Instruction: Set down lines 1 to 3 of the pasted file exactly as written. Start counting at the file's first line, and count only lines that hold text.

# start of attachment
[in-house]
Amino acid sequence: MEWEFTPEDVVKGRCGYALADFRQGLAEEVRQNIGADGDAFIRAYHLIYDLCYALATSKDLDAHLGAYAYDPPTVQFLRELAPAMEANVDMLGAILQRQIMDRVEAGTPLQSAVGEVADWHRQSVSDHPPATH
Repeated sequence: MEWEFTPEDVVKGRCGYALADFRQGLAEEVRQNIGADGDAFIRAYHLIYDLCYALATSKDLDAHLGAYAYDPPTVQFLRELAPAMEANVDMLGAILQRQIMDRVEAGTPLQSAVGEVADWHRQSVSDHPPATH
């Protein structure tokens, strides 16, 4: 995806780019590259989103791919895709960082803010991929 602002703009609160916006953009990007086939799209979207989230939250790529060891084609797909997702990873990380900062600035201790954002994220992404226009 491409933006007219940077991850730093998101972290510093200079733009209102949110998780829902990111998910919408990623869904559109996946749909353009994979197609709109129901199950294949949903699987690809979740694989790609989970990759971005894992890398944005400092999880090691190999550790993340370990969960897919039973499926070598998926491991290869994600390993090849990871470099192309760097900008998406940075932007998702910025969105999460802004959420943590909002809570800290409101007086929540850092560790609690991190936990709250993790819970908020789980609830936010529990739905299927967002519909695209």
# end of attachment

[in-house]
Amino acid sequence: MEWEFTPEDVVKGRCGYALADFRQGLAEEVRQNIGADGDAFIRAYHLIYDLCYALATSKDLDAHLGAYAYDPPTVQFLRELAPAMEANVDMLGAILQRQIMDRVEAGTPLQSAVGEVADWHRQSVSDHPPATH
Repeated sequence: MEWEFTPEDVVKGRCGYALADFRQGLAEEVRQNIGADGDAFIRAYHLIYDLCYALATSKDLDAHLGAYAYDPPTVQFLRELAPAMEANVDMLGAILQRQIMDRVEAGTPLQSAVGEVADWHRQSVSDHPPATH